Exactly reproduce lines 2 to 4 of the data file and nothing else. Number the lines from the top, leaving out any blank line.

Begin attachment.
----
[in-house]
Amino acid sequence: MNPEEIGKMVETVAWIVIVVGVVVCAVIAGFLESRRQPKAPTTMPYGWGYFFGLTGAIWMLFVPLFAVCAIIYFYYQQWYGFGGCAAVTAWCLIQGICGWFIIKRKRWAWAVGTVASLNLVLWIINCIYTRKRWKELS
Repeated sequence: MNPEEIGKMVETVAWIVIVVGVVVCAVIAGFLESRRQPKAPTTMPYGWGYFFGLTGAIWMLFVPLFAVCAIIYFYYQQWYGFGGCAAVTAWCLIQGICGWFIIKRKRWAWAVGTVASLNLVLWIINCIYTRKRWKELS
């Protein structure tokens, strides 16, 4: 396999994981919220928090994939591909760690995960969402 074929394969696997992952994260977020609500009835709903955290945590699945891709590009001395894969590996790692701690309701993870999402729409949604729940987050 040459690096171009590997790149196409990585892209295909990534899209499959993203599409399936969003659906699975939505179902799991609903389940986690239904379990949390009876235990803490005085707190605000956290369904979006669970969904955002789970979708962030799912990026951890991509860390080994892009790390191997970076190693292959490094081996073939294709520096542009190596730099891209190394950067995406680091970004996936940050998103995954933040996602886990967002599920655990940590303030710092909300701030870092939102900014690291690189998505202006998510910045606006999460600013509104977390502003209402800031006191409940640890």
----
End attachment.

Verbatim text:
Amino acid sequence: MNPEEIGKMVETVAWIVIVVGVVVCAVIAGFLESRRQPKAPTTMPYGWGYFFGLTGAIWMLFVPLFAVCAIIYFYYQQWYGFGGCAAVTAWCLIQGICGWFIIKRKRWAWAVGTVASLNLVLWIINCIYTRKRWKELS
Repeated sequence: MNPEEIGKMVETVAWIVIVVGVVVCAVIAGFLESRRQPKAPTTMPYGWGYFFGLTGAIWMLFVPLFAVCAIIYFYYQQWYGFGGCAAVTAWCLIQGICGWFIIKRKRWAWAVGTVASLNLVLWIINCIYTRKRWKELS
């Protein structure tokens, strides 16, 4: 396999994981919220928090994939591909760690995960969402 074929394969696997992952994260977020609500009835709903955290945590699945891709590009001395894969590996790692701690309701993870999402729409949604729940987050 040459690096171009590997790149196409990585892209295909990534899209499959993203599409399936969003659906699975939505179902799991609903389940986690239904379990949390009876235990803490005085707190605000956290369904979006669970969904955002789970979708962030799912990026951890991509860390080994892009790390191997970076190693292959490094081996073939294709520096542009190596730099891209190394950067995406680091970004996936940050998103995954933040996602886990967002599920655990940590303030710092909300701030870092939102900014690291690189998505202006998510910045606006999460600013509104977390502003209402800031006191409940640890």